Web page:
Advocate gets suspended sentence for Legal Aid fraud

2014-09-26 09:35

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Cape Town - An advocate who twice claimed fees from Legal Aid SA for work not done was given a five-year suspended prison sentence on Thursday, and ordered to repay R23 464.

Motlatsi Ishmail Pitlele, 43, pleaded guilty to two counts of fraud, in plea-bargain proceedings before magistrate Sabrina Sonnenberg, in the Bellville Specialised Commercial Crime Court in Cape Town.

Anyone convicted of fraud has also to be declared unfit to possess a firearm, unless the court rules otherwise.

Defence counsel Chumani Giyose told the court that Pitlele owned a security company, which required him to visit various sites to ensure that guards were at their posts.

For this reason, he needed a firearm, and at Giyose's request the court ruled him not unfit to possess a firearm.

Giyose said the money that Pitlele had to repay Legal Aid would be paid from the security business.

Pitlele was sentenced to five years, suspended for five years, on condition that he repaid Legal Aid SA within a specified period of time.

House arrest, community service

In addition to the suspended sentence, Pitlele was sentenced to 18 months house arrest, and ordered, for the duration of the house arrest, to perform community service such as free cleaning and maintenance at the Mitchells Plain police charge office.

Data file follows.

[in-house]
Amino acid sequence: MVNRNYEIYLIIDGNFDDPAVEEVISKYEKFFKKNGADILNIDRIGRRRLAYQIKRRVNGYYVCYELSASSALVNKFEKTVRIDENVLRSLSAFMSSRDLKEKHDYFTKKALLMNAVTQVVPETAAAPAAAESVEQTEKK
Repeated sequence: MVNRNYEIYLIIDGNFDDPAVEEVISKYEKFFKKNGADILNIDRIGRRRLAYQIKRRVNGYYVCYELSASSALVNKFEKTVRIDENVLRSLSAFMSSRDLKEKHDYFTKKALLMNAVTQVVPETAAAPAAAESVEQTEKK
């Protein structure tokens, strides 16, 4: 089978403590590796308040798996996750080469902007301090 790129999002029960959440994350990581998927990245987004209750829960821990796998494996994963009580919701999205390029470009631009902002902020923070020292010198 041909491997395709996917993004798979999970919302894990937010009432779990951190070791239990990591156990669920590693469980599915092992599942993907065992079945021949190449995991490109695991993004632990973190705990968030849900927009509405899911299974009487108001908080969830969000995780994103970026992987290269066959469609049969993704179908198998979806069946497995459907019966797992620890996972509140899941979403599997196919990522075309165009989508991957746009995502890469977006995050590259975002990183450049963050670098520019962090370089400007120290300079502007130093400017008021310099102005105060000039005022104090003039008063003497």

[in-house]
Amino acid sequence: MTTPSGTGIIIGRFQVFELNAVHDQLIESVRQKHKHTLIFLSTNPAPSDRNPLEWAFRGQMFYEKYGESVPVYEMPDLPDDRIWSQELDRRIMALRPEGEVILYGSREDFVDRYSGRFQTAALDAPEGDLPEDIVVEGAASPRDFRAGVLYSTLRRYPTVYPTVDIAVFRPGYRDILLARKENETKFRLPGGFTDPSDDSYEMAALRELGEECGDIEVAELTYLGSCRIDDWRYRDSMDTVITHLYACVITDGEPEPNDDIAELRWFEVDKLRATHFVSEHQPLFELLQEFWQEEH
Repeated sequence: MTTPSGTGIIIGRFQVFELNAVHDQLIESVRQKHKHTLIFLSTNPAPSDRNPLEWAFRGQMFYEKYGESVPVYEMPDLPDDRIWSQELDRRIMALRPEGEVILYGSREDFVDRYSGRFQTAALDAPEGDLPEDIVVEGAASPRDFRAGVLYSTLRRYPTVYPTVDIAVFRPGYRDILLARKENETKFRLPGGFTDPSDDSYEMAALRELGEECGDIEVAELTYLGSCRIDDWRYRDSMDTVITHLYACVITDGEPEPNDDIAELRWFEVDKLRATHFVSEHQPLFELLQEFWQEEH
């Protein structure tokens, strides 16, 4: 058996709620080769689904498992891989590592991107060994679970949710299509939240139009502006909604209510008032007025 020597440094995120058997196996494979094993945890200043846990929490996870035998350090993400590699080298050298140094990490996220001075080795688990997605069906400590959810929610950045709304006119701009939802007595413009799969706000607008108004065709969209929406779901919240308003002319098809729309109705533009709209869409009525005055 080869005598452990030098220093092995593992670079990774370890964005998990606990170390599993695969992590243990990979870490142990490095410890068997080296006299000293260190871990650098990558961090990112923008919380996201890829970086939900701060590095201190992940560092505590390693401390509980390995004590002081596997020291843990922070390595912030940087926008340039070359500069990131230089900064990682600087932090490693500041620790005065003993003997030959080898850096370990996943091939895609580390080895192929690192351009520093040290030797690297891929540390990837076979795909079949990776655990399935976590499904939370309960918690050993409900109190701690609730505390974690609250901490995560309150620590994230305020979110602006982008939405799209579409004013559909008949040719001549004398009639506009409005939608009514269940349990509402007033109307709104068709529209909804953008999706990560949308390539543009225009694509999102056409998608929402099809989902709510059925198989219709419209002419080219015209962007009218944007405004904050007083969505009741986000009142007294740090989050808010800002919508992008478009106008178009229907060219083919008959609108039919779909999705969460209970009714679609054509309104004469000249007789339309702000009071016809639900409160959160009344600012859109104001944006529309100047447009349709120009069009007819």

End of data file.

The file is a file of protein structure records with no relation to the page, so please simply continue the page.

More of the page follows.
The magistrate warned him that was not allowed to consume liquor during the 18-month period.

Prosecutor Simone Liedeman said the sentence took into account that Pitlele had brought the legal fraternity into disrepute.

According to the charge sheet, Legal Aid SA engages legal practitioners in private practice to defend indigent persons in need of free legal representation, through the Judicare system.


Pitlele was engaged in July 2006, by the legal aid authorities, to represent an accused person in a Western Cape High Court criminal trial.

Pitlele billed the legal aid authorities in February 2007, for R11 577, and falsely specified that the trial had run from 12 to 27 February, and was still running.

The bill was approved, and payment made into his bank account.

The case was then allocated to another advocate, to complete the partly heard matter.

The second advocate finalised the case, and stated in his account that he had in fact started and finished the case, and that the matter was not partly heard when he took over, as fraudulently claimed by Pitlele.

On the second count, Pitlele similarly billed legal aid for R14 210, for work he had not done in the Western Cape High Court.

In the belief that he had in fact represented the second client, legal aid paid him R11 887.

Read more on:    legal aid sa  |  cape town  |  crime

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